As Ebola virus disease (EVD) was at it’s peak, World Health organization brought up a list of drugs that could potentially be researched to treat Ebola. This research was originally set-up as a randomised trial, but due to high mortality rate, it was found to be unethical for many reasons. The main reason this research was made to be randomized was to avoid any implications that could arise from patients not recieveing treatment drug when they need to as it could lead to less people believing in the healthcare system. So, this research was randomized in which 99 patient’s data was represented in this study.
The study was done using Favipiravir, an antiviral that is used to treat severe influenza, to research it’s efficacy on patients with EVD. All of the patients were given either standard therapy treatment or treatment with experimental drug to see it’s efficacy. During this study of being non-randomized, it was seen that the patient’s with Ct count of less than 20 had high mortality rate than patients with Ct count of over 20. The data extracted from these patients was sufficient to consider whether this drug was efficacious for patients to use in the future, as this study was non-randomized and the the mortality of the patient was as predicted.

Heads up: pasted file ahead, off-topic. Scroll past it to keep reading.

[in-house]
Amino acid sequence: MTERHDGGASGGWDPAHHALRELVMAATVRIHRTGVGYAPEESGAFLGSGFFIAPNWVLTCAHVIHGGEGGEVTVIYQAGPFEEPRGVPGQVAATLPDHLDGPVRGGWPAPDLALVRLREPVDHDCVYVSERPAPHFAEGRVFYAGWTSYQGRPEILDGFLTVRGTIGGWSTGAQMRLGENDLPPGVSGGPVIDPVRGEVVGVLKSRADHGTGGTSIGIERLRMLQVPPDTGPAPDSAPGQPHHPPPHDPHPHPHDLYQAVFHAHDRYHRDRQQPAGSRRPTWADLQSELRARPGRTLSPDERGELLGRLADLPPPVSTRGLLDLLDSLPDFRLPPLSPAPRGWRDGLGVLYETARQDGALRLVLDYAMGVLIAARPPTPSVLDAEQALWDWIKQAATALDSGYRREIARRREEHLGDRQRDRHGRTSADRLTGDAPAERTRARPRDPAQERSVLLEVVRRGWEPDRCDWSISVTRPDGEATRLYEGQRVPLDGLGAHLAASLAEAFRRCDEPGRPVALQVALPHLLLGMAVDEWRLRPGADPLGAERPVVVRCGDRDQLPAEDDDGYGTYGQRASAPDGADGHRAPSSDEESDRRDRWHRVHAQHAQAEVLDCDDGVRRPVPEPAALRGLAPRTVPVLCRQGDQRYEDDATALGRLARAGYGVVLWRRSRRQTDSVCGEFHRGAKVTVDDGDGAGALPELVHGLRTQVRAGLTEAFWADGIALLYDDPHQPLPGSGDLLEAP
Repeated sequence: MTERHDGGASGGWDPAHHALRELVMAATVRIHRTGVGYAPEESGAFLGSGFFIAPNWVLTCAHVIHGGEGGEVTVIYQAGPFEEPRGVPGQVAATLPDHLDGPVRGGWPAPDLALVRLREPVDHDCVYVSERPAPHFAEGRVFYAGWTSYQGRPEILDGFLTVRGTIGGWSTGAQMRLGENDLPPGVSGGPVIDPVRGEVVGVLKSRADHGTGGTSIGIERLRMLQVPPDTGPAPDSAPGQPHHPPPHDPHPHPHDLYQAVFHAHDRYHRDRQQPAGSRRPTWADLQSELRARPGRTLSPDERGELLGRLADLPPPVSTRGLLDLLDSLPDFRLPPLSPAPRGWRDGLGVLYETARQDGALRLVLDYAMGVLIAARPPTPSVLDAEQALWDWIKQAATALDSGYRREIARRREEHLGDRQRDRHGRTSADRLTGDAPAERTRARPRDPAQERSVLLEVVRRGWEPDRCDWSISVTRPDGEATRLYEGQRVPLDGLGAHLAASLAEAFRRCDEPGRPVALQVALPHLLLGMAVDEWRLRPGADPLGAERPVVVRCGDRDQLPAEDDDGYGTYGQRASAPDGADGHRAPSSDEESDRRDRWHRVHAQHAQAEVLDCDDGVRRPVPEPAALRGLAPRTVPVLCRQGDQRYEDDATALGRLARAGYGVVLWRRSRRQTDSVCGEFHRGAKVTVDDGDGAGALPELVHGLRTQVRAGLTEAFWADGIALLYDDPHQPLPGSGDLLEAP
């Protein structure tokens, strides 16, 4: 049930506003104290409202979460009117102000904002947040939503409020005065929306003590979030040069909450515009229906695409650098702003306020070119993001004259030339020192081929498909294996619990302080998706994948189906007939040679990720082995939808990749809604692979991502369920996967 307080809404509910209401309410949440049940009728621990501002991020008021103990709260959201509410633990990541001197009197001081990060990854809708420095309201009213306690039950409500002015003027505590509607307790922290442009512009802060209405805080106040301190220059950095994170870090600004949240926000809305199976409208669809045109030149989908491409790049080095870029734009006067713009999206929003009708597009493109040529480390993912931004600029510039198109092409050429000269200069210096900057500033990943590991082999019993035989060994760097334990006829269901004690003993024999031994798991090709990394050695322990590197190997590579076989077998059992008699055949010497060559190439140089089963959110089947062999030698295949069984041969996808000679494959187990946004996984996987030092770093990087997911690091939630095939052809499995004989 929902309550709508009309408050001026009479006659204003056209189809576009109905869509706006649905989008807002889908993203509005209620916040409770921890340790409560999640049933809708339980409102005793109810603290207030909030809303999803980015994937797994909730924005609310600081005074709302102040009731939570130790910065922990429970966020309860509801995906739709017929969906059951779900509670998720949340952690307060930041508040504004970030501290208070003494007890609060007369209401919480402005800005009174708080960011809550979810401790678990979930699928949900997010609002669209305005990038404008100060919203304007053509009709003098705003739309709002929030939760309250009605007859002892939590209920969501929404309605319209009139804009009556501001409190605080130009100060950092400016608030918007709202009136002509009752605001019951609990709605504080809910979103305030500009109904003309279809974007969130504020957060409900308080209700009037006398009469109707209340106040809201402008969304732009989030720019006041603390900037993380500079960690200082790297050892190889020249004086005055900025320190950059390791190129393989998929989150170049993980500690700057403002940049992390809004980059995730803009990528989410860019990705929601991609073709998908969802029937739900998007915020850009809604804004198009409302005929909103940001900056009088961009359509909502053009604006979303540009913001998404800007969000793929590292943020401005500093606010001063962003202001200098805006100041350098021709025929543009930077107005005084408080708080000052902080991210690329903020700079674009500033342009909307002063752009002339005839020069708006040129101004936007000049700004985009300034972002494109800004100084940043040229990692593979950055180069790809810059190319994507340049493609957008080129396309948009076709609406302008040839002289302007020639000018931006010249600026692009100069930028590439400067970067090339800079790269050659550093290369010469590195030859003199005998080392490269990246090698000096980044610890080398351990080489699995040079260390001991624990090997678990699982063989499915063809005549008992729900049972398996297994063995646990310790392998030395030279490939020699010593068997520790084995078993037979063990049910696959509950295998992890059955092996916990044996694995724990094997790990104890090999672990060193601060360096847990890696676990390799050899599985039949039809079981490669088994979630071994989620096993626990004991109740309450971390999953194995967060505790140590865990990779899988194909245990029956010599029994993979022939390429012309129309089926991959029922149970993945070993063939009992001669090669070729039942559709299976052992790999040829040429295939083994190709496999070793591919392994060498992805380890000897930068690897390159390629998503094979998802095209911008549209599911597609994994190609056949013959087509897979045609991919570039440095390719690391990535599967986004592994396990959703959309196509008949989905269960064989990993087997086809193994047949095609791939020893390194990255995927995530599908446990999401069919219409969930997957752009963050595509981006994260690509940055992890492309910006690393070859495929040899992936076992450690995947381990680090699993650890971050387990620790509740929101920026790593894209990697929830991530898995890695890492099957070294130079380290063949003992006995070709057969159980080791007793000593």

This study had no real results, but showed some potential of setting up a clinic for EVD patients. Knowing the ethical implications along with the clinical aspects of treating ebola is what this paper was implying. Although there was not any presentable data that could help with treatment of EVD, this paper helps understand some of the important aspects that a researcher will face if Ebola patients were used in a study. Would you use Ebola patients for your study? How can you justify if a person gets the treatment dose or not having randomized trial?
Sissoko D, Laouenan C, Folkesson E. (2016).Experimental Treatment with Favipiravir for Ebola Virus Disease (the JIKI Trial): A Historically Controlled, Single-Arm Proof-of-Concept Trial in Guinea. 2016 Mar 1;13(3):e1001967.
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